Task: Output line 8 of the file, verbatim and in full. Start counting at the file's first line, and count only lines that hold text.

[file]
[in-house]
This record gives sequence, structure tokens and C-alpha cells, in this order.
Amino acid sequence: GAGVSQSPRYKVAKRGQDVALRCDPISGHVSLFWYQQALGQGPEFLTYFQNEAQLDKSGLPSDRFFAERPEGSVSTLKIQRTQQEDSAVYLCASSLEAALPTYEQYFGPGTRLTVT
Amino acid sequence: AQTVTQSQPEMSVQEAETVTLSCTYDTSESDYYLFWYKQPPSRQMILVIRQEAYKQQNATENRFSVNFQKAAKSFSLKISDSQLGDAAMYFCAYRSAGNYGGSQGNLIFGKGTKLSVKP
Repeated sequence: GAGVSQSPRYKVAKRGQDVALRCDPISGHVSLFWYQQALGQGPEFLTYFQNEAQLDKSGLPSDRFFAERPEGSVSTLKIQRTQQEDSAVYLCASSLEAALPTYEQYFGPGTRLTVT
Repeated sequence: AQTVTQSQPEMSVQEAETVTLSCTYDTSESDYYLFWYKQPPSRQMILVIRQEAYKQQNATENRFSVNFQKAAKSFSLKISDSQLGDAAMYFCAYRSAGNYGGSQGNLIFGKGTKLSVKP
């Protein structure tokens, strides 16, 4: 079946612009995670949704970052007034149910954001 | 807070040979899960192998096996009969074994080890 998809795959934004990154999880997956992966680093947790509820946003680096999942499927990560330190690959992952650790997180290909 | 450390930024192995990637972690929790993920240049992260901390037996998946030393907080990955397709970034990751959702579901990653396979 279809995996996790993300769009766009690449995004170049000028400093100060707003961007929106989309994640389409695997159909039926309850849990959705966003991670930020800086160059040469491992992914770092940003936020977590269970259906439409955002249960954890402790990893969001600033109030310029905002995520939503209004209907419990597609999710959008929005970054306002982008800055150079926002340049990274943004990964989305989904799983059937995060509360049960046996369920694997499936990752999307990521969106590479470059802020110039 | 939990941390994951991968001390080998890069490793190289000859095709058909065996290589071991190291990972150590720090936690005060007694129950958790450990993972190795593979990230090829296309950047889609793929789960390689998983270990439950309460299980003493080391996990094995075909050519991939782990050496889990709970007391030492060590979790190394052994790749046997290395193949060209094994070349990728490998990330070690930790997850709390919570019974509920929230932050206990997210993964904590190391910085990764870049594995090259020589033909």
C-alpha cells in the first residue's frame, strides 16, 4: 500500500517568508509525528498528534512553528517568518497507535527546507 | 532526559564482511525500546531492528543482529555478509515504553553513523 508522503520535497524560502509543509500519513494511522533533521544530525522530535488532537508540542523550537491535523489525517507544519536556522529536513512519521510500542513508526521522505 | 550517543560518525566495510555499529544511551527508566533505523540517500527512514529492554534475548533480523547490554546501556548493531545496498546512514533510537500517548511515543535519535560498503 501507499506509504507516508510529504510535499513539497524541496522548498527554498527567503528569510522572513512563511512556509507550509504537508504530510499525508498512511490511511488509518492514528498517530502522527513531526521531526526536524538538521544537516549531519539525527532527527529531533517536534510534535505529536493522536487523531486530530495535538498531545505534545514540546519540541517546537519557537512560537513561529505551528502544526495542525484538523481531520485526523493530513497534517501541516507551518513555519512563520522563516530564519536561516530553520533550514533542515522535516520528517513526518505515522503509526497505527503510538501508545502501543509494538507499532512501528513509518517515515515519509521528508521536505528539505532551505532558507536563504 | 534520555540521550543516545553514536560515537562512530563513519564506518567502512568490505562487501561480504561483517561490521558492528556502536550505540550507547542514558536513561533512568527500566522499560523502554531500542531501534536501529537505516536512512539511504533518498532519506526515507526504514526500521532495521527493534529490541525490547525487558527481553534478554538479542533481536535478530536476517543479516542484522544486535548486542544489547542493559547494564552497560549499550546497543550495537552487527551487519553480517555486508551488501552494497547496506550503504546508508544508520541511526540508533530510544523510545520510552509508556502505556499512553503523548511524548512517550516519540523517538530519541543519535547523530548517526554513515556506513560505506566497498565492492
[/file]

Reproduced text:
C-alpha cells in the first residue's frame, strides 16, 4: 500500500517568508509525528498528534512553528517568518497507535527546507 | 532526559564482511525500546531492528543482529555478509515504553553513523 508522503520535497524560502509543509500519513494511522533533521544530525522530535488532537508540542523550537491535523489525517507544519536556522529536513512519521510500542513508526521522505 | 550517543560518525566495510555499529544511551527508566533505523540517500527512514529492554534475548533480523547490554546501556548493531545496498546512514533510537500517548511515543535519535560498503 501507499506509504507516508510529504510535499513539497524541496522548498527554498527567503528569510522572513512563511512556509507550509504537508504530510499525508498512511490511511488509518492514528498517530502522527513531526521531526526536524538538521544537516549531519539525527532527527529531533517536534510534535505529536493522536487523531486530530495535538498531545505534545514540546519540541517546537519557537512560537513561529505551528502544526495542525484538523481531520485526523493530513497534517501541516507551518513555519512563520522563516530564519536561516530553520533550514533542515522535516520528517513526518505515522503509526497505527503510538501508545502501543509494538507499532512501528513509518517515515515519509521528508521536505528539505532551505532558507536563504 | 534520555540521550543516545553514536560515537562512530563513519564506518567502512568490505562487501561480504561483517561490521558492528556502536550505540550507547542514558536513561533512568527500566522499560523502554531500542531501534536501529537505516536512512539511504533518498532519506526515507526504514526500521532495521527493534529490541525490547525487558527481553534478554538479542533481536535478530536476517543479516542484522544486535548486542544489547542493559547494564552497560549499550546497543550495537552487527551487519553480517555486508551488501552494497547496506550503504546508508544508520541511526540508533530510544523510545520510552509508556502505556499512553503523548511524548512517550516519540523517538530519541543519535547523530548517526554513515556506513560505506566497498565492492